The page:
I’ve started working on a bit of summer laboratory experiment to see how Google Earth could become a platform for realtime mobile gaming. (Follow the link on the Flickr photo page to the URL you can load in your Google Earth client to see the game board in its current state.)
With Google Earth open enough to place objects dynamically using the tag, a bit of SketchUp modeling and borrowing an enormous battleship model that construction dude uploaded to the SketchUp/Google 3D Warehouse, I started plugging away at a simple game mechanic based on the old Milton Bradley Battleship game.
Battleship, for those of you who never played, has a simple mechanic — two players set up their navy ships on a peg board, hidden from the other guy. You take turns plugging a peg into your side of the board, with each peg hole designated by a letter/number coordinate grid. When you plug a peg in, you say where you put it — E4! If your opponent has a ship in that coordinate (or part of one, actually), they say, sorrowfully, “Hit!” and you register that peg hole with a color to indicate a hit. If not, you just put in a neutral peg to remind you that you already tried that spot. The game continues into one player has sunk all the other guys ships.
The mechanic I’m experimenting with is simpler. One person places their ships using Google Earth and the other person goes out in the normal world with a mobile phone, a GPS connected to the mobile phone. The phone has a small Python script on it that reads the GPS and sends the data to the game engine, which then updates the Google Earth KML model showing the current state of the game grid. When the player who’s trying to sink the ships wants to try for a hit, they call into the game engine and say “drop”. The game reads back the coordinates at which the “peg” was dropped and shortly thereafter, the other player will see the peg appear at the coordinate it was dropped. If the peg hits one of the ships, it’s a Hit, otherwise it’s a miss.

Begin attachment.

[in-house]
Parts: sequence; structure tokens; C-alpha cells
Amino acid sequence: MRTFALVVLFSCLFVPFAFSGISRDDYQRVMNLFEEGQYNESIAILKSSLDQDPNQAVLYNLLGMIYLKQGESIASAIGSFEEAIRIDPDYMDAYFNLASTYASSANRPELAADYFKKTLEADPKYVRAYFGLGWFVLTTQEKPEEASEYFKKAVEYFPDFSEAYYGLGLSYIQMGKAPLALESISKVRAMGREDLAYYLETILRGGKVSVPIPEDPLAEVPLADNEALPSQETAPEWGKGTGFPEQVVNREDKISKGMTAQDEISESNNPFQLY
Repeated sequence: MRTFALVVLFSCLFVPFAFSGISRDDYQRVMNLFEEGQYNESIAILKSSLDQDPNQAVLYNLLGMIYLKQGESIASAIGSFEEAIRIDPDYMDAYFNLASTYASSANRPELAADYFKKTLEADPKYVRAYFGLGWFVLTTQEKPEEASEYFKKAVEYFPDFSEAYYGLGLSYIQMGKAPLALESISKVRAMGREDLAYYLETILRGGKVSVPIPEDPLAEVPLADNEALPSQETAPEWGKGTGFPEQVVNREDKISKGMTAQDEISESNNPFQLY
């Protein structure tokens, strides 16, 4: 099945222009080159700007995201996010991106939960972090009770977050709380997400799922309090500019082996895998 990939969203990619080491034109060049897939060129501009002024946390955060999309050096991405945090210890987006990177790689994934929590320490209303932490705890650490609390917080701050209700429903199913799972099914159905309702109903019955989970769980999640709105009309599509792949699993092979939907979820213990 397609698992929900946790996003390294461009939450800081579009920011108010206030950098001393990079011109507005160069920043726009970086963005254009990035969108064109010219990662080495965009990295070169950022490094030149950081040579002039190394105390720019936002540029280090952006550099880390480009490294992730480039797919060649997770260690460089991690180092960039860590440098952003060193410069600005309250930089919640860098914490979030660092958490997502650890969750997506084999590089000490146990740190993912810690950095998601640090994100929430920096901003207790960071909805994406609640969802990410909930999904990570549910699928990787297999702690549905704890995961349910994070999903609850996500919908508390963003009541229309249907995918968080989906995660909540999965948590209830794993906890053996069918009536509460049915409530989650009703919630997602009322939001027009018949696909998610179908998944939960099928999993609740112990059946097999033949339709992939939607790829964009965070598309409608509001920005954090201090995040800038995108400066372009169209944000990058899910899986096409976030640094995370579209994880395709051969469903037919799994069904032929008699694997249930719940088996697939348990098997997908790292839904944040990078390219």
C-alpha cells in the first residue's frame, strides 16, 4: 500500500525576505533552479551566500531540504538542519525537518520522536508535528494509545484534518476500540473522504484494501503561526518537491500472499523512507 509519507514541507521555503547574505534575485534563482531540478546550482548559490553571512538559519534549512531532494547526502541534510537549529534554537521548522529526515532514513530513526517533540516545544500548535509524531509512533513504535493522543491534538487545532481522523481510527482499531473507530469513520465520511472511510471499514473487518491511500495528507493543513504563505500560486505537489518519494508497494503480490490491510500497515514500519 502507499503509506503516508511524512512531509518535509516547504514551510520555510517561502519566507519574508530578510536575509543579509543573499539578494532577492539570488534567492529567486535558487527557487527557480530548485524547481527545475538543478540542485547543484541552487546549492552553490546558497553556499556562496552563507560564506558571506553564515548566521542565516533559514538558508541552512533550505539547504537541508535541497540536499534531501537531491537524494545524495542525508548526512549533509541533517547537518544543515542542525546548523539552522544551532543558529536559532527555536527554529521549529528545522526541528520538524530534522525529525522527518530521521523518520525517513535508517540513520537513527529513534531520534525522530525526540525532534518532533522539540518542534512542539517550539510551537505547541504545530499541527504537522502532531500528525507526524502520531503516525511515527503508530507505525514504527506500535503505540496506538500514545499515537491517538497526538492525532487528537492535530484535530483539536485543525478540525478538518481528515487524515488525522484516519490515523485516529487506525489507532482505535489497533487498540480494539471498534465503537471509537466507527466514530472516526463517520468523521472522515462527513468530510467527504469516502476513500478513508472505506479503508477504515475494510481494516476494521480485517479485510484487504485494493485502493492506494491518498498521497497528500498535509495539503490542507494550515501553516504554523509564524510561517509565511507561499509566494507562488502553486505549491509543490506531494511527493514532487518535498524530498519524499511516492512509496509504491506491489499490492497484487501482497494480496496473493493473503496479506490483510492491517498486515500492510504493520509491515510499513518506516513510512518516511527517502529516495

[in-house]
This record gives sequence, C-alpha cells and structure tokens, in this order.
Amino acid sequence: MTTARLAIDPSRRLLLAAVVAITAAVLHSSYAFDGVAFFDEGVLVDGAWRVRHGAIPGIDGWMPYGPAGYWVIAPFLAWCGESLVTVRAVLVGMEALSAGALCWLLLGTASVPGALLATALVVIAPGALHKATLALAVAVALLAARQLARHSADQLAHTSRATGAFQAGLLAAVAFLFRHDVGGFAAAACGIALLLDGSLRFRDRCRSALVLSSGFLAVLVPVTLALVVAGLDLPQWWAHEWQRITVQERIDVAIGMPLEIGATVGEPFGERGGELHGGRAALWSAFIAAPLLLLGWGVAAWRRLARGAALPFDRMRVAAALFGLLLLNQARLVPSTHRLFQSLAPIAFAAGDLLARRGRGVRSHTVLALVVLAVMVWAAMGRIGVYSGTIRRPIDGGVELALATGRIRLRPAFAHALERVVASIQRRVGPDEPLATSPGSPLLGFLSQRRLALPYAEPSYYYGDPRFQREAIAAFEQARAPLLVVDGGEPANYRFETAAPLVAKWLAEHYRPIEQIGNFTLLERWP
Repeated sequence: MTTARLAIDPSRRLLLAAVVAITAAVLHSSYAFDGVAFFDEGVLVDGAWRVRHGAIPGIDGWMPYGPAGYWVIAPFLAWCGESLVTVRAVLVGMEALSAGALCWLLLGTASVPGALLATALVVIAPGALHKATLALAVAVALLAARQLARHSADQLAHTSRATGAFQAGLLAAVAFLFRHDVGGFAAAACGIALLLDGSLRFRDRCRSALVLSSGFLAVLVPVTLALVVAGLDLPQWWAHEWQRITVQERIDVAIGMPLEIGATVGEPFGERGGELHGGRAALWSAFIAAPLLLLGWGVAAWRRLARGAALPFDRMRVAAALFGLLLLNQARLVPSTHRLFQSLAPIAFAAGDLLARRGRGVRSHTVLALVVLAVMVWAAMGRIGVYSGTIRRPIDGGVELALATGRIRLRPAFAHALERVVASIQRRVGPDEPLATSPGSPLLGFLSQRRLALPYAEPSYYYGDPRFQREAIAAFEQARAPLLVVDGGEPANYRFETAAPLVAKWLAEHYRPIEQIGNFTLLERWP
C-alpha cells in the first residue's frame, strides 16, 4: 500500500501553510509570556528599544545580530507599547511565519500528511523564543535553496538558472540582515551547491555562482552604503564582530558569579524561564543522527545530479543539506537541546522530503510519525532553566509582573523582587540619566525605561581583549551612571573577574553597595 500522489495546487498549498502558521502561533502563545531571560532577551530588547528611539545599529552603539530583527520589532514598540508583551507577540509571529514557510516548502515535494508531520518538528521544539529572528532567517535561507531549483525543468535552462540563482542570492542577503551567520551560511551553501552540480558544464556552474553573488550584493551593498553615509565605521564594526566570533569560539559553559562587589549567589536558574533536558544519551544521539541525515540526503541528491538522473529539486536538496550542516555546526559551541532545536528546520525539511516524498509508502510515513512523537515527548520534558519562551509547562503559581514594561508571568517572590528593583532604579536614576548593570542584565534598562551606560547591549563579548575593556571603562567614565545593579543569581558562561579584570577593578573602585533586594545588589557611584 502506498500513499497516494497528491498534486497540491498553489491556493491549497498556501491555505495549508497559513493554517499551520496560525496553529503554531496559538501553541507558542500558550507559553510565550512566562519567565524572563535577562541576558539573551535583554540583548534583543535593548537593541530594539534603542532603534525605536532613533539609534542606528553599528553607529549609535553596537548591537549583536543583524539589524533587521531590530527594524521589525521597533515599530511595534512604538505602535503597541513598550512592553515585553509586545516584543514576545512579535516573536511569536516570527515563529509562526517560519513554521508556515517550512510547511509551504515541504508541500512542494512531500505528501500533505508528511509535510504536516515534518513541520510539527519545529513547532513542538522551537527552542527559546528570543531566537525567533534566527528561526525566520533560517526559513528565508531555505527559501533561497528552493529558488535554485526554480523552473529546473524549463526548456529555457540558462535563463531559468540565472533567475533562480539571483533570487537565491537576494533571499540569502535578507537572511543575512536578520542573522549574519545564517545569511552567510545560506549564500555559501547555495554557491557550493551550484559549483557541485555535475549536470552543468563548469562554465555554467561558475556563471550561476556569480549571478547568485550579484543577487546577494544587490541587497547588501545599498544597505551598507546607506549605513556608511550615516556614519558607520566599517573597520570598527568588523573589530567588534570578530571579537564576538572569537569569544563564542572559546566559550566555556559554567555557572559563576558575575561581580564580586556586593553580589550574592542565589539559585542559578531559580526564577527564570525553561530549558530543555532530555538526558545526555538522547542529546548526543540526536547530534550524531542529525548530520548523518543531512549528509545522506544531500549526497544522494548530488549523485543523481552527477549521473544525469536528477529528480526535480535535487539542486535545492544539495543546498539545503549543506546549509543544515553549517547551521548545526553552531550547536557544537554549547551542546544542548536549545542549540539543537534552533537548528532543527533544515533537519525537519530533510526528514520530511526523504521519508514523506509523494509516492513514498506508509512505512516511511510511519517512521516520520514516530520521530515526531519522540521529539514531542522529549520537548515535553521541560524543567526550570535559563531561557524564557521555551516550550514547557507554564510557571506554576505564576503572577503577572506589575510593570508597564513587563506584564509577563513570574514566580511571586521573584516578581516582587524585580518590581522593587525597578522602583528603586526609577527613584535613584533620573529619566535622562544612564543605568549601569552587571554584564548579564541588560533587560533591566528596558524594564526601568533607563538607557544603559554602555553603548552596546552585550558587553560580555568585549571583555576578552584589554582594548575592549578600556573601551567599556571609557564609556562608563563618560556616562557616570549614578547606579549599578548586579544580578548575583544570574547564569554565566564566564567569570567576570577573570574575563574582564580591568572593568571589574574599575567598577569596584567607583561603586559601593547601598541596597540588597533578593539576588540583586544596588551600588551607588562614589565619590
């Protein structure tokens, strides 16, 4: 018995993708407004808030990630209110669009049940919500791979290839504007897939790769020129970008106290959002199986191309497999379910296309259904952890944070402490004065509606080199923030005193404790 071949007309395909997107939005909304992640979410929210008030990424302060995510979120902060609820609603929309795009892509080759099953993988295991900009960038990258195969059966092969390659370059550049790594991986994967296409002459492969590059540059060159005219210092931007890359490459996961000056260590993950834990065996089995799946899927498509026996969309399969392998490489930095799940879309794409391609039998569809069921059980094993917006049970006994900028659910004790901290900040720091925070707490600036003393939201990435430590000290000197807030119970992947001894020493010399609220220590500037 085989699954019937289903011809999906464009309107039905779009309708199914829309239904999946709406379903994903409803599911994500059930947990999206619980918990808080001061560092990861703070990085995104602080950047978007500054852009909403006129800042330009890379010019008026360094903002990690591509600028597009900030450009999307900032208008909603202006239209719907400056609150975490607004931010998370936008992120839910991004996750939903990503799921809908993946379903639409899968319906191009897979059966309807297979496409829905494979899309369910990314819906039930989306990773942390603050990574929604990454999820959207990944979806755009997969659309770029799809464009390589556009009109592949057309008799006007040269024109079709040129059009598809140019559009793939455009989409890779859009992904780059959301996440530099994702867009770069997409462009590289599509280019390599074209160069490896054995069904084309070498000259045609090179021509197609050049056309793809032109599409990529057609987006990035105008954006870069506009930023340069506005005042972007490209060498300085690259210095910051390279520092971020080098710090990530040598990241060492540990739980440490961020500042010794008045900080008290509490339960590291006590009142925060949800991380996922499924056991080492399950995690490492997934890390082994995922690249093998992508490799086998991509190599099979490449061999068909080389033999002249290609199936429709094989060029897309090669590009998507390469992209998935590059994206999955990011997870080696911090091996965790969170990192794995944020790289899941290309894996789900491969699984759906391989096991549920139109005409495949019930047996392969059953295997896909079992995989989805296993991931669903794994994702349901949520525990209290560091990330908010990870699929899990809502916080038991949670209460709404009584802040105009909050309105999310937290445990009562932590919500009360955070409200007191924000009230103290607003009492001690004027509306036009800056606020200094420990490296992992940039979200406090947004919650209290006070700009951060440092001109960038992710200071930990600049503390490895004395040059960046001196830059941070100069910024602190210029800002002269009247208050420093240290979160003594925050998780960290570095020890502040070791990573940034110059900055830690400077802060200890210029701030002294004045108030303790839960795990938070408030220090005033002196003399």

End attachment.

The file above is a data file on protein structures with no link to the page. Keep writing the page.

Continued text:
As I continue developing the engine, I’ll probably have the game engine let you know when you call in to do the “drop” whether it was a hit or not, or the opposing player can text or call to indicate the same.I want to put in a “ping” command for the call-in battleship control center to help whoever’s wandering around in the world navigate a bit. (Although the game is only really practical if you limit the boundaries over which it can be played.)
I need a lighter weight battleship — the current SketchUp model is too large, in data size terms and takes too long to initially load (although, it only needs to be loaded once.)
* Experiment with “1st Life” action reflected in “2nd Life” worlds (verso of the folly Ender suffered in Orson Scott Card’s simply fascinating Ender’s Game
* Learn KML
* Learn SketchUp
* Learn Python for S60
* Make a mobile/pervasive game in which one has to move around in order to play Equipment
* Google Earth client
* Apache+Tomcat+MySQL (Java and JSP on the server-side computer)
* Nokia N70 and a little Python app to connect to the Bluetooth GPS and upload the data to the server
* Voice Application (for the battleship control center to drop/ping)
* SketchUp Time Committed
* About 2 days learning stuff, and 1/2 a day programming the computer to make it do things.Why do I blog this?To keep track of and share the near future laboratory experiments I’m doing this summer.
Technorati Tags: mobile, pervasive electronic games, pervasive media, play, urban play